Few hotels hold the same level of prestige as that of Claridge’s. A London institution since the 1800s, the hotel is revered for its Art Deco rooms, decadent afternoon tea, swish bars and notable guests. Imagine the gossip that swirled then, when it was announced back in 2021 that Claridge’s would be ending its long-standing partnership with Daniel Humm and closing the doors to its signature Davies and Brook restaurant.
What has emerged in its place, however, is a return to the classics. Re-opened late this summer under the simple Claridge’s Restaurant name – a name it hasn’t held for 20 years – the restaurant is as fancy as always, but still welcoming and convivial – a fine balance that not all hit.
And while this might be a new era for Claridge’s culinary division, some familiar faces are back within the fold. The new head chef, for example, returns having previously worked in Humm’s kitchen. The floor team, too, is peppered with alumni. In a city where hospitality jobs are abundant, this pays as one of the greatest testaments.
Heading up the kitchen is Irish chef Caolin Finn, whose culinary career has taken him through the kitchens of some of the UK’s finest restaurants. His first exposure to fine dining was at Sketch, where he was encouraged to push the boundaries of cuisine, experimenting with both presentation and ingredients. From here, he had his first jaunt at Claridge’s, working under Daniel Humm at the esteemed Davies and Brook restaurant.
The following years saw him head north to Scotland for a head chef role at Inverlochy Castle, during which he was part of the team that relaunched the Michel Roux Jr restaurant. Eventually, London called him back into its throes: Last year, he headed back to Claridge’s, assuming the head chef role ahead of relaunch of its iconic restaurant.
Finn’s style is straightforward yet elevated, offering updated twists on British classics, with heavy emphasis on quality, local ingredients. A particular signature of the chef is taking one ingredient and interpreting it in several different ways to create a complete dish.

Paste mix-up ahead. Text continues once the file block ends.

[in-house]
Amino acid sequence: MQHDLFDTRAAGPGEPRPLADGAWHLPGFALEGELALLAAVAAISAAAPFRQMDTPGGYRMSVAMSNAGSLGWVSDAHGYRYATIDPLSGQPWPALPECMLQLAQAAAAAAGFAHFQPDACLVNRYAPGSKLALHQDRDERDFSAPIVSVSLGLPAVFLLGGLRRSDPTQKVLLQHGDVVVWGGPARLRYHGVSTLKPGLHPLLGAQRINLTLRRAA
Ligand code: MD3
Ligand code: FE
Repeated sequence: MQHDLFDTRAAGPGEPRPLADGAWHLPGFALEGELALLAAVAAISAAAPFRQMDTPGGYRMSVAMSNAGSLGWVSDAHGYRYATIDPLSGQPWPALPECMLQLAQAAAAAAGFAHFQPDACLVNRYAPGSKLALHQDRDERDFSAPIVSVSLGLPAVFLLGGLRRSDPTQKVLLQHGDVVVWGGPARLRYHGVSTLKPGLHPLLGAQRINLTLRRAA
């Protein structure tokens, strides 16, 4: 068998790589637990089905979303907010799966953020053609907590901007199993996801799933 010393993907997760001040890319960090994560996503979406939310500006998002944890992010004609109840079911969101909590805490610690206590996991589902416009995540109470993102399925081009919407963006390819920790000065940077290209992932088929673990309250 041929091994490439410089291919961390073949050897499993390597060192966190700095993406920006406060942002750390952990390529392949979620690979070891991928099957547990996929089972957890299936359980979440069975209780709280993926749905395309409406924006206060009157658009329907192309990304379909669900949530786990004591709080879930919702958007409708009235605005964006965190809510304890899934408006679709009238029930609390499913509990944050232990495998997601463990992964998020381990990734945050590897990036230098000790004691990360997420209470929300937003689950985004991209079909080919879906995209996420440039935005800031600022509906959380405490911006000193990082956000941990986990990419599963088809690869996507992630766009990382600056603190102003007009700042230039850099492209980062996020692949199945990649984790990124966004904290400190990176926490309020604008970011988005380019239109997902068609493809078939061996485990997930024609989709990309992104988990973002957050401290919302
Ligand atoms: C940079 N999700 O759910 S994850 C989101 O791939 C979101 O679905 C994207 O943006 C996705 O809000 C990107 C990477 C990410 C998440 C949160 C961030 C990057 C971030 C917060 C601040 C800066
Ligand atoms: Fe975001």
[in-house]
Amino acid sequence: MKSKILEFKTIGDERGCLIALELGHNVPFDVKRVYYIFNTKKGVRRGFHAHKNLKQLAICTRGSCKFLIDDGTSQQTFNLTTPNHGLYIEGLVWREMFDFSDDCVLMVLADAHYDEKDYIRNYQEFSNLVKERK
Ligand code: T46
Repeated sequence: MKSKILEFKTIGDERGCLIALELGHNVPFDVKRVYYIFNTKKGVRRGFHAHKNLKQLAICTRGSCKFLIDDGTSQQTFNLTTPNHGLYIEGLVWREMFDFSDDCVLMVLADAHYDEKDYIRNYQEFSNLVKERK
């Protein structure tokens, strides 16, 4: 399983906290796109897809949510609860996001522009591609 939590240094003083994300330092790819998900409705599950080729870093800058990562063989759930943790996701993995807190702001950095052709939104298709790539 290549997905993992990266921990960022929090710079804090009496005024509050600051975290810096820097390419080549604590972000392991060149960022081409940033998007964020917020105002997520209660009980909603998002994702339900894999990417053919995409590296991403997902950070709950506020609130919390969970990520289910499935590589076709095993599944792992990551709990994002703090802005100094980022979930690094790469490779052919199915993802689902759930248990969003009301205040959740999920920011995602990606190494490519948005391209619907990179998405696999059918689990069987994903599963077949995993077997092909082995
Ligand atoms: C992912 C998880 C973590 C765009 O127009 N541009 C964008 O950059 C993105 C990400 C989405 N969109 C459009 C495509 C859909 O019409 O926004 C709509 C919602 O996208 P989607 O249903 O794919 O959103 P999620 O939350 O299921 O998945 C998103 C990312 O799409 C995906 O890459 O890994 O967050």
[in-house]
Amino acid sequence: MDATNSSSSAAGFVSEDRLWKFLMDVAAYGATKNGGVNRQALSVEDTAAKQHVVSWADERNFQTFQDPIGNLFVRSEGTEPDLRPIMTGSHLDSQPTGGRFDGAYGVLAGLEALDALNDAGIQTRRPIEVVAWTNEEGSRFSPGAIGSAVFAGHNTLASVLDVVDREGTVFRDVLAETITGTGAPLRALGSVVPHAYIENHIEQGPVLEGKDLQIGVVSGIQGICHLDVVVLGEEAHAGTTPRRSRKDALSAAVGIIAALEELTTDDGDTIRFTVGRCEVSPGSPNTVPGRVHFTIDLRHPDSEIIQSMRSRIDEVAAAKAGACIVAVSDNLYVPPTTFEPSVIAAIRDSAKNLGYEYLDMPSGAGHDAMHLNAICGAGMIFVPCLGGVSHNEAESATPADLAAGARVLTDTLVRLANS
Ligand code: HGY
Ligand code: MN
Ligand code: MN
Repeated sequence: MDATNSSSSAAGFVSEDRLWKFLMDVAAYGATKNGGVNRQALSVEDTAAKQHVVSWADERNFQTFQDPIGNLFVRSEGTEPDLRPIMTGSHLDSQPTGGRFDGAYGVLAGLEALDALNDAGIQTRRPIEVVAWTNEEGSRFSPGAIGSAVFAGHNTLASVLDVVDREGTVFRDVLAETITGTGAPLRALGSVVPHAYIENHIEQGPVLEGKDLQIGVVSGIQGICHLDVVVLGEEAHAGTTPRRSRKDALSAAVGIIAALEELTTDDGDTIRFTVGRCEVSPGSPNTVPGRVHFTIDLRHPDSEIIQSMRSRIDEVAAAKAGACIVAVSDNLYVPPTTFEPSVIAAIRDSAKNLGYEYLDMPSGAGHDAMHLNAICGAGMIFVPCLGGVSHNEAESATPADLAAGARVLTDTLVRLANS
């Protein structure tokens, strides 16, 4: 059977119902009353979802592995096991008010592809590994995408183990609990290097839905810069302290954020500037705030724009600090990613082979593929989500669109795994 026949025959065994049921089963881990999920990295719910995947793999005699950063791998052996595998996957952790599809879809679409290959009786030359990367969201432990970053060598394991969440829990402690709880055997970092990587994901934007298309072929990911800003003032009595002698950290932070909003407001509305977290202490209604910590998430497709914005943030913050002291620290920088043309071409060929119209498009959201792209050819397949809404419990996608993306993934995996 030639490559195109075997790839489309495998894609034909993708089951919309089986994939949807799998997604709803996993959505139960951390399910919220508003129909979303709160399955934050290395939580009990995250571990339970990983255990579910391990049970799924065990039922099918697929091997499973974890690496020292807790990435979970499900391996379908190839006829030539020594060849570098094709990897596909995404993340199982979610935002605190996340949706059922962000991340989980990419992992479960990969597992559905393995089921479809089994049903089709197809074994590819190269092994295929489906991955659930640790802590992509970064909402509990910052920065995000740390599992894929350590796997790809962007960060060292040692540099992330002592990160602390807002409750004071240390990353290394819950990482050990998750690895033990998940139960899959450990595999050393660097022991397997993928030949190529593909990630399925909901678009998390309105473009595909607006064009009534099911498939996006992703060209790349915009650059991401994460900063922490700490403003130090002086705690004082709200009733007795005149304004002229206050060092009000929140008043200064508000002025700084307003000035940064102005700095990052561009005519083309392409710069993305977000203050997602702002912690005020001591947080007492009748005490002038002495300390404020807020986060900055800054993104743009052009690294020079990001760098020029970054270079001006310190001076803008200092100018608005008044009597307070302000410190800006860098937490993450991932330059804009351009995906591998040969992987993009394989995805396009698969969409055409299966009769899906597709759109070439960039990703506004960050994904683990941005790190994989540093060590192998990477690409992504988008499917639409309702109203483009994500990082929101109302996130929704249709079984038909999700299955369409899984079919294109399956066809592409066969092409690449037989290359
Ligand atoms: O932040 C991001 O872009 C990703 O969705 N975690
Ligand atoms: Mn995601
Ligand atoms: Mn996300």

Claridge’s Restaurant isn’t in the business of pushing boundaries. Instead, its menu is all about taking flavors and ingredients that most diners know and love and adding a posh twist without ever steering too far off a comfort-food course (do not expect a healthy meal here – you will be sorely disappointed.)
Kick things off with a glass of the house champagne (Laurent-Perrier Ultra Brut) and a portion (each – don’t try to share) of the Parker house loaf. Served with London’s most delicate slab of butter, artfully molded into the Claridge’s crest, the bread is buttery, milky, salty and delicious.
We’re here for a carb-fest, so get the crumpets next. Each is slathered with a generous layer of béchamel soubise cream, truffle puree and a heavy dousing of shaved black truffle. If you’re in a group (or if you’re alone, who’s judging) get a bowl of the pumpkin agnolotti to share, too. Rich and silky, and swimming in sage-infused butter, they’re like fall in a dish.
When it comes to mains, the decadent grilled native lobster has been doing the Instagram rounds, but the humble roasted chicken is well worth your attention too. Brilliantly showcasing chef Finn’s penchant for interpreting one ingredient several ways, this decadent dish sees a juicy chicken breast topped with crispy skin and stuffed with lemon and brioche, with a side serving of creamy, pulled confit chicken.
Sides are no mere afterthought either – go for the silky-smooth mashed potato and the glazed garden carrots, both of which are doused in an un-holy amount of butter.
By the time you reach desserts, there’s a chance you’ll be somewhere close to absolutely stuffed but fear not: the citrus baked Alaska is deceptively light. Served to share and with a theatrical flair, delicate whipped meringue sits on top of a fresh lemon sorbet.
This is Claridge’s, so expect glamour in the bucketloads. Leaning heavily into the hotel’s Art Deco character, London-based Bryan O’Sullivan Studio (AKA the brains behind the Red Room at The Connaught, The Berkeley Bar and several of Claridge’s bespoke suites) has adopted a vintage flair for the space, utilizing a rich color palette of dark green and burnt orange, with brass accents.
Underfoot is a mosaic wooden floor, but the captivating skylights steal the show. Imagined by architectural designer Guy Oliver, each is fashioned from yellow and orange glass, creating a vibrant sunburst effect.
The Calcutta Viola-marble bar, which sits at the head of the room, is a particular talking point. Subtly separated from the main dining room with individual seating yet still in on the action, the unique area draws eyes with its unusual, curved back bar, high-gloss tortoiseshell paneling and tall shelves, stacked high with premium bottles.
Claridge’s Restaurant, Brook Street, Mayfair, London, W1K 4HR, claridges.co.uk